The practice of giving birth at home is very common in poor countries, but the new study of Oregon births state that the practice comes with a slight increased risk of death to the baby in the United States but a lower likelihood of a C-section. Though, the rate is very low in the United States with less than 1% of women gave birth at home in 2012, the rate of home births have been on rise with hard to assess the safety of the practice.
Researchers from UT Southwestern Medical Center have developed a new gene technology that has stopped the progression of Duchenne muscular dystrophy (DMD) in young mice. If the technique is advanced then the technique could lead to one of the successful genome-editing based treatments for the disease.
Winter vomiting is common in California these days, and now, the state Department of Public Health has announced that it has noticed a dramatic increase in norovirus cases, known as stomach flu or winter vomiting disease, in the state.
The increase in norovirus cases is surprising, said Dr. Karen Smith, the director of the California Department of Public Health (CDPH) and Public Health Officer. The department has already reported about 32 norovirus outbreaks in the western US state since October 2015. The new figure of outbreaks far exceeded the outbreaks in 2014.
Researchers have come up with a latest 3D printing technique for creating strong flexible ceramic structures with low porosity and cracking. Researchers said that the technique is likely to find usage in high-temperature settings at scales from microelectromechanical devices to jet engines.
The technique has leveraged polymer chemistry and UV light in some novel ways. 3D printing of ceramics has a lot of potential advantages, as it has ability of creating complex shapes that are hard to create with the help conventional methods.
A mosquitoes-causing little-known virus is going to cause one of the most alarming health crises in Brazil in coming years. Officials have reported thousands of brain damage cases, wherein babies are born with strangely tiny heads.
The news has made all Brazil women panic. The government has been facing withering criticism for not taking timely action. It has urged women to take every precaution to avoid mosquito bites. In fact, an official has suggested that women living in regions where mosquitoes are mainly prevalent should delay their child planning.
Researchers recently suggested that the world‘s most difficult issues i.e. climate change and global conflicts can be solved by jointly using human and computer intelligence.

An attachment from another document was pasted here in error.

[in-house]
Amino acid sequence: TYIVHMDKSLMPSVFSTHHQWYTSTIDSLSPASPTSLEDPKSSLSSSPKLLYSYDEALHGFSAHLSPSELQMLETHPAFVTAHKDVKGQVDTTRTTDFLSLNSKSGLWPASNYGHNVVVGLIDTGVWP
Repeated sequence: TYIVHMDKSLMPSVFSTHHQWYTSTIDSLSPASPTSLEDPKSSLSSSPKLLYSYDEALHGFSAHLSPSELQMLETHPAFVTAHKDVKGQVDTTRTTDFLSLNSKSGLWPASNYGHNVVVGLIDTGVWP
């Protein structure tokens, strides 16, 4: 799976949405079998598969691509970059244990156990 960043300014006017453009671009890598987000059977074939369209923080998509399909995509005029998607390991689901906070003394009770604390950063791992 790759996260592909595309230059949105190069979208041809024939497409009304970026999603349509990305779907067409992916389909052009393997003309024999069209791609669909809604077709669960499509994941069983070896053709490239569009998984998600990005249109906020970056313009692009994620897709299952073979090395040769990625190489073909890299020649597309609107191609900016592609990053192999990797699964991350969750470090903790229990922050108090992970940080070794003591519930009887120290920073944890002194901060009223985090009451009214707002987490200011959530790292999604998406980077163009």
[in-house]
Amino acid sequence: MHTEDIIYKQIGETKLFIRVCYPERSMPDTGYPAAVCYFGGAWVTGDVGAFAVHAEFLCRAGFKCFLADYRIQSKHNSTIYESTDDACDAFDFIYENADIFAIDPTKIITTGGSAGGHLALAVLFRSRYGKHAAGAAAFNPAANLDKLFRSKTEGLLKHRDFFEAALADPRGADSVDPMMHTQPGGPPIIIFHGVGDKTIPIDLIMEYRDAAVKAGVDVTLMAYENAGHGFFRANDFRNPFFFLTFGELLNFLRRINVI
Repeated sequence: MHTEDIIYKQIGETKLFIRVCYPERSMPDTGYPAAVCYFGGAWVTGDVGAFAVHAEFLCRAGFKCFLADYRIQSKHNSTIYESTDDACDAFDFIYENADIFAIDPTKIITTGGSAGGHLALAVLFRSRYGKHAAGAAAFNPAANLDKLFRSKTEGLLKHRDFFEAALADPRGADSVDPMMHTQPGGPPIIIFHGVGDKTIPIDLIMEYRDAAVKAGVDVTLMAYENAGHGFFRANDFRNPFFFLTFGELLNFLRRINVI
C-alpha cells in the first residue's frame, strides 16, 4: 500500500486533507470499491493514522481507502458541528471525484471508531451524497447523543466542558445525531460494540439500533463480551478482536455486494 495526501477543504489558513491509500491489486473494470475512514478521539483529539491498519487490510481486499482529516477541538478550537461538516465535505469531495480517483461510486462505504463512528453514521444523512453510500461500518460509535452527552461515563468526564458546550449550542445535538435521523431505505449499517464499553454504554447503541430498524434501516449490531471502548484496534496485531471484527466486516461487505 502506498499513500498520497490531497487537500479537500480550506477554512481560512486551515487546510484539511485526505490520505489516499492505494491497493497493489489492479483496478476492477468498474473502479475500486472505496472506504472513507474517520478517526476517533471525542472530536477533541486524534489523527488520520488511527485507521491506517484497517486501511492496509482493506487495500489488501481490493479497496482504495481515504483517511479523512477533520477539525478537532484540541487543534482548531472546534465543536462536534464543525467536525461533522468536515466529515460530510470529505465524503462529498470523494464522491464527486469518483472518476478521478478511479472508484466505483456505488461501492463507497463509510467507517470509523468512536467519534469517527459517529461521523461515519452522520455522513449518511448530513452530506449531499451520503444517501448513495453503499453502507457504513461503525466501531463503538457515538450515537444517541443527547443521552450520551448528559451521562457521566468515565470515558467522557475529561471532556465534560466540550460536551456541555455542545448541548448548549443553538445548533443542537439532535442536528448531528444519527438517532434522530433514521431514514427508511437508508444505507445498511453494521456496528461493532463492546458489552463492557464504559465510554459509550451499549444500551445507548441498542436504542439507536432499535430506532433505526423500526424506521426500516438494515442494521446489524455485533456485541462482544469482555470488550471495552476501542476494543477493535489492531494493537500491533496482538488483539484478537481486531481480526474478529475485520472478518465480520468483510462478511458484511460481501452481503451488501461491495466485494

Researchers suggested that tasks like recognizing images and thinking creatively can be efficiently done by humans. So, using computers, people could collaborate in networks to achieve something which neither computer nor humans can do alone. Researchers call this growing field as human computation.
Scientists have come up with a new method to record 3D video of neural activity in approximately the entire brain of a free-moving animal. It is an advance that may help scientists better understand how neurons organize action and perception in animals.
The US’s Princeton University researchers used the technique to record the first 3D recordings of neural activity in the nematode Caenorhabditis elegans. Nematode Caenorhabditis elegans is a 1 millimetre long worm species with a nervous system that has just 302 neurons.
One of the things that has happened special in 2015 is the arrival of reusable rockets. Space X’s Elon Musk predicts that the reusable rocket will reduce the cost of accessing space by at least hundredfold. SpaceX and Blue Origin, both have succeeded in landing rocket back on earth, but in different zones.
On December 21, SpaceX has returned its 15-storey booster rocket upright and in intact form to a landing pad at a Cape Canaveral. It was big feat and one of the factors was a $60 million worth machinery was recovered.
A new type of transmissible cancer has been detected in eight Tasmanian devils. Already, earlier transmissible cancer has decimated the population of Tasmanian devils since 1996. Discovery of second transmissible cancer started in 2014.
At that time, a Tasmanian devil with facial tumors was found in south-east Tasmania. Though the outward appearance of the tumor was akin to those caused by the first type of Tasmanian devil transmissible cancer, upon assessment cancer was found to be having different chromosomal rearrangements and was genetically different.